Humble Williams super glad to join Navy FROM STAR TO STRIPES

September 01, 1994|By Alan Goldstein | Alan Goldstein,Sun Staff Writer

On Saturday, the Naval Academy opens its 1994 football season against San Diego State at Jack Murphy Stadium in San Diego.

On the same field, on Jan. 31, 1988, Doug Williams, the Midshipmen's new running backs coach, enjoyed one of pro football's most memorable performances in leading Washington to a 42-10 victory over Denver in Super Bowl XXII.

Williams threw five touchdown passes, four in the second quarter, shattering Super Bowl records and also erasing generations of stereotypes about a black quarterback's ability to lead an NFL team to a title.

After his triumph, Williams' face graced the cover of Sports Illustrated, the front of Wheaties boxes and Disney World promotions. Fans held parades in his honor in Washington and his hometown of Zachary, La.

Remind Williams of that idyllic time, and he smiles, shrugs his broad shoulders and says, "It was a special time for a man just doing his job.

"I know a lot of people won't believe me, but I got more pleasure outof coaching at Northeast High in my hometown last year than in winning the Super Bowl," Williams said.

"We went 13-1, got to the state semifinals, and my parents, aunts, uncles and close friends were up in the stands cheering us on. That's something you can't buy. Everyone should enjoy an experience of sharing like that once in their lifetime."

Those words might ring hollow coming from someone else. But to those who know Williams, they are a true measure of the man.

"Despite all his great accomplishments, Doug is no big-timer," said Navy head coach George Chaump. "He's down to earth, and the players respond to that humble quality. He loves working with young people, and that devotion comes through on and off the field."

Said starting sophomore tailback Omar Nelson, of Silver Spring, "I grew up watching Doug Williams play quarterback for Tampa Bay and Washington. To have him as my coach really makes it exciting. He's instilled pride in all the running backs. He wants us to be a big part of the offense this year."

Chaump and Williams met in 1979 at Tampa Bay, where Chaump was coaching the Buccaneers running backs and Williams, the team's No. 1 draft choice out of Grambling, was heralded as the savior of a ragtag expansion team.

"Doug was a big, strong guy capable of throwing the football 80 yards," said Chaump. "Almost overnight, he made the team respectable. People forget he almost led the Bucs to the Super Bowl in 1979. We lost to the Rams, 9-0, but Doug played only the first half. One of the Rams caught him in his throwing arm with a helmet and tore a biceps.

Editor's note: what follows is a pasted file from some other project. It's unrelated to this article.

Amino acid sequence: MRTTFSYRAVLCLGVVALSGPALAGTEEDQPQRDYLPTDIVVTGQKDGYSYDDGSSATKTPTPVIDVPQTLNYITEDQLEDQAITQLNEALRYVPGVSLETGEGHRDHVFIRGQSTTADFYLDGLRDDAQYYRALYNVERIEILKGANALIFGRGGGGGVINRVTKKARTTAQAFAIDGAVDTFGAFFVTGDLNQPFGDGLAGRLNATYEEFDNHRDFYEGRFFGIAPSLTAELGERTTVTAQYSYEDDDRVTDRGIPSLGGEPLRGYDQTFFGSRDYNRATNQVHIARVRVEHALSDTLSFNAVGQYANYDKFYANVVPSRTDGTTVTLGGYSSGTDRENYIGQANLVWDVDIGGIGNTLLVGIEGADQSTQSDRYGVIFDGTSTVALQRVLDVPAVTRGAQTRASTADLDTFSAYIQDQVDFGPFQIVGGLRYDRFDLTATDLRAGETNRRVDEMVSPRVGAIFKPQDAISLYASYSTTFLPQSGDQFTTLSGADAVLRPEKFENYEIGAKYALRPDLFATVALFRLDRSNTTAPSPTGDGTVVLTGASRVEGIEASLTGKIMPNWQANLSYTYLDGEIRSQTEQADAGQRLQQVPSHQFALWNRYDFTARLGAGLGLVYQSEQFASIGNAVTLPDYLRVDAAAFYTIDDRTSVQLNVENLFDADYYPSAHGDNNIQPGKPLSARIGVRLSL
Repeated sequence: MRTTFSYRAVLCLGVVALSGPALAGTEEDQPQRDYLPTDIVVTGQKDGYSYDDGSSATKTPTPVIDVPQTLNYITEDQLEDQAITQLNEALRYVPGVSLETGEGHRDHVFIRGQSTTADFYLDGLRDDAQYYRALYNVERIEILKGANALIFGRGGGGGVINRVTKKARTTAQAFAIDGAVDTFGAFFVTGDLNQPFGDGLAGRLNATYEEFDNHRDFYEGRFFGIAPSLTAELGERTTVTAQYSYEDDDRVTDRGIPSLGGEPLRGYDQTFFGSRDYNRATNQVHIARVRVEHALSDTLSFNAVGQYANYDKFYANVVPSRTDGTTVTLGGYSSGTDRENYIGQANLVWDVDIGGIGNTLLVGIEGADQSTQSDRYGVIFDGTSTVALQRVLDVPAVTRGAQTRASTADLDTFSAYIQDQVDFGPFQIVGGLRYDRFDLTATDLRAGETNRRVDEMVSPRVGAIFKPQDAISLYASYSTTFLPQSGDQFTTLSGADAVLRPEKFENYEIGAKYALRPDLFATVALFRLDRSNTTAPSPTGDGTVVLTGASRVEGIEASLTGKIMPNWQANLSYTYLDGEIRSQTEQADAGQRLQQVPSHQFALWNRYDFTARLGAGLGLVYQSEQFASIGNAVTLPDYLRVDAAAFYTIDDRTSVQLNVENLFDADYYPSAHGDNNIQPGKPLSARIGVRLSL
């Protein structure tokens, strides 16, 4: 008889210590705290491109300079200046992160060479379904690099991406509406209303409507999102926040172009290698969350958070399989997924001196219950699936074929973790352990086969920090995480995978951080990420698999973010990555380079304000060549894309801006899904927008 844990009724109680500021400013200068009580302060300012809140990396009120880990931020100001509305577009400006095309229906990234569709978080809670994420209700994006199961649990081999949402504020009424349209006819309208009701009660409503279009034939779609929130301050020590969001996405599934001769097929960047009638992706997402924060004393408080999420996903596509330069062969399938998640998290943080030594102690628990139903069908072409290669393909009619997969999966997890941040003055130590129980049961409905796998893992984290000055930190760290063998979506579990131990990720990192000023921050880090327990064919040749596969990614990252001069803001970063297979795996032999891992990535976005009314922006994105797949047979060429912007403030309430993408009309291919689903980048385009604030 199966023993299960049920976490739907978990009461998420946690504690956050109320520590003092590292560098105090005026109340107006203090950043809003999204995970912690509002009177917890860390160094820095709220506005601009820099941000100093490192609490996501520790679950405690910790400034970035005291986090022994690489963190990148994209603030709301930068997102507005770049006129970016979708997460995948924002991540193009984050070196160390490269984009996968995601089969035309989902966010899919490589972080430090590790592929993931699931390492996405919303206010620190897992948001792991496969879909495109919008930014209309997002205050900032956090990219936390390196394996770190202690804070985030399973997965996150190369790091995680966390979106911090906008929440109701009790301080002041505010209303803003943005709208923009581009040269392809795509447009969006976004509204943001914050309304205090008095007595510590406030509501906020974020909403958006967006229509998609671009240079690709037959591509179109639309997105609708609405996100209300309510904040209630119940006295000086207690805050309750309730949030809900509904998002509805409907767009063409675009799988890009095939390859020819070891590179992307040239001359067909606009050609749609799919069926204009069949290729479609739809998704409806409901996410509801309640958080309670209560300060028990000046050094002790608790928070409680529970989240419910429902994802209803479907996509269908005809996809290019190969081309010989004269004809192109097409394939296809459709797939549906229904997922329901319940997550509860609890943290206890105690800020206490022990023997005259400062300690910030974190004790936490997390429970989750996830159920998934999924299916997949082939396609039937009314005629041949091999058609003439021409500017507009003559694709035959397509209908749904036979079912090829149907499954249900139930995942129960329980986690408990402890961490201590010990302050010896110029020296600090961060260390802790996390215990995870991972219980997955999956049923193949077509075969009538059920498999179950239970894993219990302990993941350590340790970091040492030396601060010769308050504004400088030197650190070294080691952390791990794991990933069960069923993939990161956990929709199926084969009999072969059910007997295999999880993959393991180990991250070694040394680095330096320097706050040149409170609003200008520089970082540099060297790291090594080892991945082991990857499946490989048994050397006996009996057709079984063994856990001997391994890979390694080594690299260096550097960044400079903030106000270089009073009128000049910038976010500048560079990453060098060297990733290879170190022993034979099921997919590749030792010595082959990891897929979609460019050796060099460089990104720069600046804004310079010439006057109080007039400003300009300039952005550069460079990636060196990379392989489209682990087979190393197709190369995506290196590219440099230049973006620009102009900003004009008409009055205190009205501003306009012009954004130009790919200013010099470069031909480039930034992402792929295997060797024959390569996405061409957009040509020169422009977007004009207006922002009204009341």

"We won a division title again in 1981, but when the Bucs didn't re-sign Doug in 1983, the franchise went [downhill]."

Chaump got to know Williams as more than a gifted athlete.

"He'd come over to our house in Tampa on a regular basis and play catch with my three daughters," said Chaump. "He just knows how to relate to people. He's never been one to brag, 'I did this.' He's just a special person, and that's why I jumped at a chance to add him to my staff."

When it is suggested he might be wasting his talent, coaching running backs instead of quarterbacks, Williams says, "Football is football. A lot of great coaches like Joe Gibbs started out coaching running backs or tackles. It's a learning experience.

"Sure, I wanted to be a head coach, especially at one of the black colleges," he said. "It would have been ideal for me to be the head guy at Southern University, just down the road from my hometown. I applied twice, but didn't get it.

"I also got feelers from Florida A&M, and an inquiry from Texas Southern. I'd hear I was in the running, but nothing would come of it. That's why I say I was flattered by Chaump's offer. This is where I want to be."

The decision to coach came easily to Williams. In 1991, he accepted the head coaching job at Pointe Coupee Central High in Louisiana, 40 miles from Baton Rouge. Almost overnight, he had gone from a $1 million-a-year NFL quarterback to a rural high school athletic director and coach making $32,000 and saving expenses by doing the team laundry.

"It was a payback," he said. "How can you say you're really concerned about what's happening to the youth of our country, especially poor blacks, if you're not going to make a commitment to help?"

Williams learned his sense of commitment from his brother, Robert, and from his college coach, Grambling's Eddie Robinson.

"Being around Coach Robinson made me a better man," Williams said. "And he showed me you didn't need beautiful dressing rooms, manicured fields or fancy uniforms to have a winning program. We'd practice in the sand, and when it got wet, it almost turned to quicksand. But when we'd play on someone's turf field, we were always quicker than the other team."

His senior year, Williams finished fourth in the Heisman Trophy balloting and became the first black quarterback to be selected on the first round -- 17th overall.

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